Seinfeld and Dirty Harry Actor Reni Santoni Passes Away at 81

Veteran character actor Reni Santoni passed away on Saturday in Los Angeles, his friend -- TV writer-producer and musician Tracy Newman -- told The Hollywood Reporter. The actor, who played the rookie partner to Clint Eastwood's Harry Callahan in Dirty Harry and also appeared in movies like Cobra and Rain Man, passed away while in hospice care for a number of problems that included cancer, according to Newman. Santoni, who became familiar to a whole new generation as Poppie, the unsanitary pizza guy in Seinfeld, appeared in a number of minor TV roles toward the end of his career, from According to Jim to Franklin and Bash.

Santoni began his career in the '60s, with movies like The Pawnbroker and Strangers in the City. He established himself by 1969 and 1970 with appearances on shows like The Odd Couple and movies like Guns fo the Magnificent Seven. After Dirty Harry in 1971, there was a decade where most of his screen credits were on TV, but he came back to feature films with Brewster's Millions and Cobra, in which he shared the screen with Sylvester Stallone.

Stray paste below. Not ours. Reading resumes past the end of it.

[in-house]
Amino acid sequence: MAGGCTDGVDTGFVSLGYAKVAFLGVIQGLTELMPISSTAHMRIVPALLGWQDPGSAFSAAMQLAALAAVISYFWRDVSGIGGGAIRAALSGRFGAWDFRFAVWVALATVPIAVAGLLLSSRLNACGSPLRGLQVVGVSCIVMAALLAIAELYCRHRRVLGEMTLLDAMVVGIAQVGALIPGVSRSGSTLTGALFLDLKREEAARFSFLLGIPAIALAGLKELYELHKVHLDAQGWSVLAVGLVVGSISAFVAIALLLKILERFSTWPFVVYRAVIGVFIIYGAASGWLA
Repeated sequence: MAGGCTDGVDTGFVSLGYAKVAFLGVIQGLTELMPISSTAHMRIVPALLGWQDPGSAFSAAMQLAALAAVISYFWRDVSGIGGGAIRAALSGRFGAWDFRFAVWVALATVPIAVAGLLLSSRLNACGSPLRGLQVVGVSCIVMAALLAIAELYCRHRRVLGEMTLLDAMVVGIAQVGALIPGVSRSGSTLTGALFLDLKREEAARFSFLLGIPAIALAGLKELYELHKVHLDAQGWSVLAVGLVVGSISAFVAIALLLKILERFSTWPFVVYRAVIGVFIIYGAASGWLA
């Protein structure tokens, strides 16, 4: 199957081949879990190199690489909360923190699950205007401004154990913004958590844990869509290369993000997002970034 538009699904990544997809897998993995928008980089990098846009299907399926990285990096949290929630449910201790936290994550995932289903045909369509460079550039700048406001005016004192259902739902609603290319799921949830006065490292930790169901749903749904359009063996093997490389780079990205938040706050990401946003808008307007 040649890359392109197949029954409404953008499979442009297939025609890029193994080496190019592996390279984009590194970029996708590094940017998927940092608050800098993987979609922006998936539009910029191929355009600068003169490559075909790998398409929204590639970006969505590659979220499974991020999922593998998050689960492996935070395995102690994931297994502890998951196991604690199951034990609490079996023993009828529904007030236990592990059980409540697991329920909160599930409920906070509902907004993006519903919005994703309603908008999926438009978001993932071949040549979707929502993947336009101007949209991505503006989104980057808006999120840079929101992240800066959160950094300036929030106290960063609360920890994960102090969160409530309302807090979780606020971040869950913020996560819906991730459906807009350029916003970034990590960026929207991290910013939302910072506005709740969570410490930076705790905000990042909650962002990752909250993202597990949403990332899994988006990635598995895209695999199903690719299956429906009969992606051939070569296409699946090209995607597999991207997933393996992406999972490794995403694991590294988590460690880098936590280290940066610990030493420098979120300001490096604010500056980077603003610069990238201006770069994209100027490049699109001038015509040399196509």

In the '90s, he had a relationship with actress-turned-director Betty Thomas, and worked for her in films like The Brady Bunch Movie, Howard Stern's Private Parts, Doctor Dolittle, and 28 Days. He also appeared in the HBO TV movie The Late Shift, in which he played a network executive wrapped up in the drama over the Jay Leno/David Letterman feud.

Early in his career, he played the lead in Carl Reiner's semi-autobiographical film Enter Laughing, playing a role that had landed Alan Arkin a Tony Award. The film, though, wasn't nearly as well received as the stage show, and ultimately didn't help Santoni become a lead.

Over the course of his long career, Santoni appeared on The Rockford Files, Hill Street Blues, Miami Vice, Murder, She Wrote, and NYPD Blue.

Off-screen, Santoni was born in New York and had brushes with Broadway for years. Per THR, he wrote the off-Broadway play Raisin' Hell in the Son, which premiered in 1962, and appeared on stage in The Mad Show (written by staffers from Mad magazine).

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Over the course of fifty years, he appeared in dozens of films and TV shows, concluding with his 2012 appearance on Franklin & Bash.

Santoni is survived by his son, Nick. Our condolences go out to Reni Santoni's friends and family in this difficult time.